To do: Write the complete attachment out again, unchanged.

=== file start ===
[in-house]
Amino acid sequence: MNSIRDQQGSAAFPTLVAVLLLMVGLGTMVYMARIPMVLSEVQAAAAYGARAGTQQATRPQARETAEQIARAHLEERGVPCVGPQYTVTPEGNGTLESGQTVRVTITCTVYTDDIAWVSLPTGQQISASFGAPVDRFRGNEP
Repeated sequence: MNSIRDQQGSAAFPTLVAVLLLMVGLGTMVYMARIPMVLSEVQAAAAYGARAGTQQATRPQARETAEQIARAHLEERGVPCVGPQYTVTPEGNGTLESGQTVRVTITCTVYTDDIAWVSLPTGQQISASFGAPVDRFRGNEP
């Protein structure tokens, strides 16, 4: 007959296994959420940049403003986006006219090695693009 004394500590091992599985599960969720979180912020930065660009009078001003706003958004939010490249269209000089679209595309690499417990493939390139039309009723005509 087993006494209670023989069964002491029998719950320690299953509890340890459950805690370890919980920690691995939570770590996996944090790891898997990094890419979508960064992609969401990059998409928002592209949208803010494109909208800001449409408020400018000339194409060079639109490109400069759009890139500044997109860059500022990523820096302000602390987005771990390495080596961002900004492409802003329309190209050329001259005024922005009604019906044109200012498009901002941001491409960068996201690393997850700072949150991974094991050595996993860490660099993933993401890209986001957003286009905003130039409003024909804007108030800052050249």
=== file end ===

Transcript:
[in-house]
Amino acid sequence: MNSIRDQQGSAAFPTLVAVLLLMVGLGTMVYMARIPMVLSEVQAAAAYGARAGTQQATRPQARETAEQIARAHLEERGVPCVGPQYTVTPEGNGTLESGQTVRVTITCTVYTDDIAWVSLPTGQQISASFGAPVDRFRGNEP
Repeated sequence: MNSIRDQQGSAAFPTLVAVLLLMVGLGTMVYMARIPMVLSEVQAAAAYGARAGTQQATRPQARETAEQIARAHLEERGVPCVGPQYTVTPEGNGTLESGQTVRVTITCTVYTDDIAWVSLPTGQQISASFGAPVDRFRGNEP
């Protein structure tokens, strides 16, 4: 007959296994959420940049403003986006006219090695693009 004394500590091992599985599960969720979180912020930065660009009078001003706003958004939010490249269209000089679209595309690499417990493939390139039309009723005509 087993006494209670023989069964002491029998719950320690299953509890340890459950805690370890919980920690691995939570770590996996944090790891898997990094890419979508960064992609969401990059998409928002592209949208803010494109909208800001449409408020400018000339194409060079639109490109400069759009890139500044997109860059500022990523820096302000602390987005771990390495080596961002900004492409802003329309190209050329001259005024922005009604019906044109200012498009901002941001491409960068996201690393997850700072949150991974094991050595996993860490660099993933993401890209986001957003286009905003130039409003024909804007108030800052050249």